Mommy Blogger Mel Watts has laid out the truth without sugar coating it: you’re never going to have the same body as you did pre-baby. While many parent bloggers like to keep things happy, bubbly, and positive, Watts believes that you need to be real with your audience; you can’t give them hope that they’ll be able to bounce back 100%, and that’s okay.
For good reason, most bloggers want to keep up a positive message online. Other moms go to blogs to read advice, get inspiration, and reassure themselves that everything is alright. This doesn’t mean, however, that one should promote lies. It would be unfair to give your readers false hope in order to keep up a popular blog—honesty is the best policy, and people will follow a more real and relatable blogger.
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BRB just waiting for my pre baby body to bounce back - two years later (well actually 12 years) Oh and I’ll also love my old set of jugs to return to say 16 year old ones if that’s okay. And whilst we’re at it I’d love my teenage mental health to flick itself right in there too, the IDGAF mind would be absolutely trick right now. ITS NOT COMING BACK, NONE OF IT. I get so angry and fired up when I see people writing about bouncing back post baby. You’ll never ever ever be the same body or mind after you’ve had a baby. It’s gone. Just like your ability to stay up all night and feel fresh the next day. We set so many up for failure because they feel like they need to bounce back, they need to get back to their pre baby selves. Sheesh I’d love my husband to bounce back post birth too, but he ain’t and no one is telling him he should. The reality is that’ll he’ll never be the same either. We either bare the scars on the outside or feel the changes on the inside. Not one person has walked out or been wheeled out of birth the same as they went in. We except we can just go back to our past selves as we cradle our future. Embrace the what the heck you have, if you don’t like it, fix it. With the right mindset you could love the person you are right now, and if someone’s telling you differently - do you really need that? It takes time to like you, but once you do you’ll see that you aren’t actually that bad. And in my case you’ll realise your sense of humour and stunning set of abs will get you the tribe of friends you deserve - including being my own friend!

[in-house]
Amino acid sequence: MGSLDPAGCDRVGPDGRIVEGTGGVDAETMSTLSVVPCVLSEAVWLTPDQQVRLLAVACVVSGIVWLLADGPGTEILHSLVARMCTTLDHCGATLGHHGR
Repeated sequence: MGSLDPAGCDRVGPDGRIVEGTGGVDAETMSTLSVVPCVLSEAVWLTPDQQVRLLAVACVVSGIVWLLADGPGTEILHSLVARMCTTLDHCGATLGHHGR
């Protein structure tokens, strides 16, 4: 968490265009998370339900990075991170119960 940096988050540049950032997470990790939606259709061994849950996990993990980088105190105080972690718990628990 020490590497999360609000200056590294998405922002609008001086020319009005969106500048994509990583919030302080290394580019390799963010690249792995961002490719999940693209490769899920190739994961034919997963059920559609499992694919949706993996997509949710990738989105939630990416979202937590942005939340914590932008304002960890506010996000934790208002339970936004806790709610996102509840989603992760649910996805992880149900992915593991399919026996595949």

Watts published a post on Instagram detailing the physical and emotional struggles of having a post-baby body. In her photo, she is showing her belly, and she highlights how it took a while to accept that she’ll never have the same body again. Twelve years after having her first child, she still hasn’t “bounced back,” so she is angry at those who promote the idea that any mom can return to their young bodies. The fact is the saggy boobs, cellulite, and stretched-out tummy aren’t going anywhere.
In reality, mom’s will have to accept that their bodies, mindsets, and lives have changed forever after their baby was born. Watts highlights how we shouldn’t set up moms for failure, and we do this when we continue to promote that a 100% body comeback is possible. As a mom, you already got a lot on your mind, and having to worry about how you look shouldn’t be an added stress. This focus on the physical is also not a good message to send your kids.
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Best thing we did was buy our van. The memories we’ve made and the fun we’ve had is beyond what I would’ve imagined. Buying a van wasn’t an easy decision, a lot of the time it just sits there, unused. We had to make sure it was going to be something we wanted to do. We’ve filled out the kids passports soooooo many times, we’ve calculated trips and to us taking them overseas wasn’t really a must have when we have so much in Australia we can do. The dirty feet, the sleepless nights, the early 530am “can we go to the park” questions are worth it! We can’t wait until the next one! Thanks for a fab time friends 🌻 I like doing life with you 🌻
Instead of trying new treatments, exercises, and diets to get rid of little imperfections, Watts wants women to focus on being healthy and loving themselves. The journey will be long and difficult, but it’s worth it in the end. You will attract positive, fun, and confident people, and that is the environment you want to immerse yourself in—not this perfect, Instagrammable life that’s exhausting to keep up.